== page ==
05 October 2016
Researchers from IIASA and the National Environmental Engineering Research Institute (NEERI) in Nagpur are developing the GAINS City model for Delhi and Kolkata in order to help urban planners assess practical policy options for controlling urban air pollution. The project, which is supported by India’s Technology Information, Forecasting & Assessment Council (TIFAC), has been using the model to identify the most cost-effective measures for minimizing adverse health and environmental impacts from air pollution at the same time as reducing greenhouse gas emissions.
The workshop included:
About the GAINS Model
The IIASA GAINS model is a scientific tool that has helped policymakers and researchers across the globe identify a smart mix of measures to simultaneously cut air pollution and greenhouse gas emissions. It has been implemented for numerous regions and countries around the world, most notably for Europe where it has provided key input to the Convention on Long-range Transboundary Air Pollution of the United Nations Economic Commission for Europe and the European Union’s Clean Air Strategy among other areas.
GAINS Asia covers China, India, and South-East Asia, and currently IIASA researchers are using this model to collaborate with the Indian Institute of Management (IIM), Ahmedabad, to evaluate greenhouse gas mitigation potential for India for 2020, 2030 and 2050.
IIASA Activities with India
Research collaborations between IIASA and India stretch back to the 1970s, but the relationship has recently become far more productive after India became a national member of IIASA in 2007 through TIFAC.
Multiple research collaborations with partners in India as diverse as the National Institute of Hydrology (NIH) and The Energy and Resources Institute (TERI) have brought new insights to the challenges that India faces. In particular, IIASA’s applied systems analysis has brought a global perspective, interdisciplinary research expertise, and policy relevance to issues ranging from the future of India’s energy system to increasing the country’s food production.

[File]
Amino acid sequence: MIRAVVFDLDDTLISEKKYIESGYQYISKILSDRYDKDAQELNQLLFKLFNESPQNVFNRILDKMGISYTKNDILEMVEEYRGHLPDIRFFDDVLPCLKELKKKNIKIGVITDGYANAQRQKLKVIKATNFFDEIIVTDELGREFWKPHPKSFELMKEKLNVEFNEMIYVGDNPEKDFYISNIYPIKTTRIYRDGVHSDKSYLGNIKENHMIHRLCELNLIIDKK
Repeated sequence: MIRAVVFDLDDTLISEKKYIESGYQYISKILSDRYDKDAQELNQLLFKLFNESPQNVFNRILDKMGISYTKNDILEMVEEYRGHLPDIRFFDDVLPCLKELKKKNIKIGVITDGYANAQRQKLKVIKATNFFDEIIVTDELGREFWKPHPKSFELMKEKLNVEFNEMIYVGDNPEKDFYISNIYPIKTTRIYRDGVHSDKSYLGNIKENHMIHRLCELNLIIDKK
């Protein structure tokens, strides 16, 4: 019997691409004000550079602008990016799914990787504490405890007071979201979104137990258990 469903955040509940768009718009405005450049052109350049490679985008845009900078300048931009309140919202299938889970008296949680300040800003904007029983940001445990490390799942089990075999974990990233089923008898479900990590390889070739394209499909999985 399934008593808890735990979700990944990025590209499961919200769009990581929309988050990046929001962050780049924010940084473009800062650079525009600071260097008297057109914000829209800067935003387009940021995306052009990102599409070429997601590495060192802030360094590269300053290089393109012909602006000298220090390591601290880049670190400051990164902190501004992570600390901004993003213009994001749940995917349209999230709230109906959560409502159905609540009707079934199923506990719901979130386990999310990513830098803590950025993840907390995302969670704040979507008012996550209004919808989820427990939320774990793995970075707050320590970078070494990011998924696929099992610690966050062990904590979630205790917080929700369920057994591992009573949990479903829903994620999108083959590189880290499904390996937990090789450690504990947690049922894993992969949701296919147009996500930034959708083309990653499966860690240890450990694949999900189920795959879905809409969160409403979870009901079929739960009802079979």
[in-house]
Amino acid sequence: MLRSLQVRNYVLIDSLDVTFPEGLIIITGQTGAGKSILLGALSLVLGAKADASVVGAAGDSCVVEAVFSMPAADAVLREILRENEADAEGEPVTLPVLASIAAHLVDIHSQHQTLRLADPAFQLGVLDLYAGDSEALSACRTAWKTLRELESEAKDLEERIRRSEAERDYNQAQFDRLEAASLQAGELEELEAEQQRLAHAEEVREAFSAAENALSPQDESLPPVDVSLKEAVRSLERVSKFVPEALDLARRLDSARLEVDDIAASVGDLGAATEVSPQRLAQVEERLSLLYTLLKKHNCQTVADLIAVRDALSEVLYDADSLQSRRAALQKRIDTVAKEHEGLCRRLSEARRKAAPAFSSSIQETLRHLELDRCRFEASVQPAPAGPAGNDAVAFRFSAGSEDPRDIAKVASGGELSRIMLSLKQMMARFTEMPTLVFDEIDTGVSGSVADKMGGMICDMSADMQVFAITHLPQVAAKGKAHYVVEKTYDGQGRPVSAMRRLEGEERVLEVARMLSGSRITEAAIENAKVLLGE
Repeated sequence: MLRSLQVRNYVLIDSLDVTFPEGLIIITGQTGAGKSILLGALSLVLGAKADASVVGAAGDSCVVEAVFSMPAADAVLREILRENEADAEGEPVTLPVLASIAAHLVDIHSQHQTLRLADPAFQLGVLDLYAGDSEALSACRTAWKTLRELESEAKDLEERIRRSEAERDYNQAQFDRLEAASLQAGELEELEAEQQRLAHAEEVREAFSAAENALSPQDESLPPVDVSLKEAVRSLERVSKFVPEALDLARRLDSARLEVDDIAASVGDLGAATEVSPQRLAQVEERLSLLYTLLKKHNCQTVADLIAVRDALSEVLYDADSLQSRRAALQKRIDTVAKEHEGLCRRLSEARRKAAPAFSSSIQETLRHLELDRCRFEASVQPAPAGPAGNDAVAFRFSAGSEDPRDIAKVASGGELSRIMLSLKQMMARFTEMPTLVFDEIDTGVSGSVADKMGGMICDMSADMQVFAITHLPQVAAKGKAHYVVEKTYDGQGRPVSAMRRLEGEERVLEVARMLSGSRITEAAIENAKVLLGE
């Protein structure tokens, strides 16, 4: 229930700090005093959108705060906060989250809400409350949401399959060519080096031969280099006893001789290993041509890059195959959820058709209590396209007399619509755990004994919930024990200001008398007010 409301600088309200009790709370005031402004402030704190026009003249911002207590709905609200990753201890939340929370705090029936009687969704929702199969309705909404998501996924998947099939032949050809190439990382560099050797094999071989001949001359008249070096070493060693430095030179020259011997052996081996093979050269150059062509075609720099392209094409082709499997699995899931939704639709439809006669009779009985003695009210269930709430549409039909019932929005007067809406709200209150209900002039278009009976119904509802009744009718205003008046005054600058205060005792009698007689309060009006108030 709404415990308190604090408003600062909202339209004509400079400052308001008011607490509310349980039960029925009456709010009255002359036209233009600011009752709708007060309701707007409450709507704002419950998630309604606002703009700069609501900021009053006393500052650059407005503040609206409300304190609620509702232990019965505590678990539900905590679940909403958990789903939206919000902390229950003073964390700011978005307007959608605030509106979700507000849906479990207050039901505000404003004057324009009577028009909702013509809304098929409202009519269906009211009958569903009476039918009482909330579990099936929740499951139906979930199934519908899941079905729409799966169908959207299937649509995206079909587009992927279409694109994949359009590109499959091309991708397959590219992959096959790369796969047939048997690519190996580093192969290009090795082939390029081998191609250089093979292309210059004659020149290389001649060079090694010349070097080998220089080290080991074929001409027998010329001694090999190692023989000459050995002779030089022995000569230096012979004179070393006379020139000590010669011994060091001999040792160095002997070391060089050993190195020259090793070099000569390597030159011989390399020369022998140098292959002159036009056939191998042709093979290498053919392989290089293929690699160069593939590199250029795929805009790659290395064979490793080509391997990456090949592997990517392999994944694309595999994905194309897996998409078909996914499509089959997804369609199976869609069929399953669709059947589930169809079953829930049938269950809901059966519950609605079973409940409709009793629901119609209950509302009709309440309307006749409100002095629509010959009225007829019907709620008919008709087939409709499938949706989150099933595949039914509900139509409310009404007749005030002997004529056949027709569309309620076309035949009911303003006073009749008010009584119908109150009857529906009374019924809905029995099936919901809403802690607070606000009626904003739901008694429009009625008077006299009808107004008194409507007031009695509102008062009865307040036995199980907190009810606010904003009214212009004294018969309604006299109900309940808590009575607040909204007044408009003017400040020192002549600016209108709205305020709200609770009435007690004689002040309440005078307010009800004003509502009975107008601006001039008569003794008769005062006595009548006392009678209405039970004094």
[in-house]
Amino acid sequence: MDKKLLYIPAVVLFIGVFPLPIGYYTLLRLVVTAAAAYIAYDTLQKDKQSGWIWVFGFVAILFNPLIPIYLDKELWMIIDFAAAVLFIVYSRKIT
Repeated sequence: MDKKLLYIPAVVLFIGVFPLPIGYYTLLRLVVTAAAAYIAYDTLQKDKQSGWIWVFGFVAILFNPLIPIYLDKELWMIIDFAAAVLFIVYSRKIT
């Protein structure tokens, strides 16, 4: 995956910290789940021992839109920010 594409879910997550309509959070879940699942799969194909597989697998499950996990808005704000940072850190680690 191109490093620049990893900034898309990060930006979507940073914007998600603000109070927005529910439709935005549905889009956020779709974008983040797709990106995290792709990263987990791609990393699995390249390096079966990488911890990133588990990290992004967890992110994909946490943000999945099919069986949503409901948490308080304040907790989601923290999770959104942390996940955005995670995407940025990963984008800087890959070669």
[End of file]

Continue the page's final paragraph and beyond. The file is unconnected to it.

Greater collaboration with IIASA has also brought Indian researchers into contact with the institute's global network of around 2,500 active researchers and 300 research partners. These, often informal connections, along with the official projects of the India-IIASA program have resulted in over 160 joint publications since 2008. IIASA academic training programs have also been successfully building the next generation of systems analysts in India.
Last edited: 06 October 2016
Reveal win-win policy interventions with GAINS-online
Purohit I & Purohit P (2018). Performance assessment of grid-interactive solar photovoltaic projects under India’s national solar mission. Applied Energy 222: 25-41. DOI:10.1016/j.apenergy.2018.03.135.
Purohit P & Dhar S (2018). Lignocellulosic biofuels in India: current perspectives, potential issues and future prospects. AIMS Energy 6 (3): 453-486. DOI:10.3934/energy.2018.3.453.
Karambelas A, Holloway T, Kiesewetter G, & Heyes C (2018). Constraining the uncertainty in emissions over India with a regional air quality model evaluation. Atmospheric Environment 174: 194-203. DOI:10.1016/j.atmosenv.2017.11.052.
Info Sheet on IIASA Activities with India
International Institute for Applied Systems Analysis (IIASA)
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Phone: (+43 2236) 807 0 Fax:(+43 2236) 71 313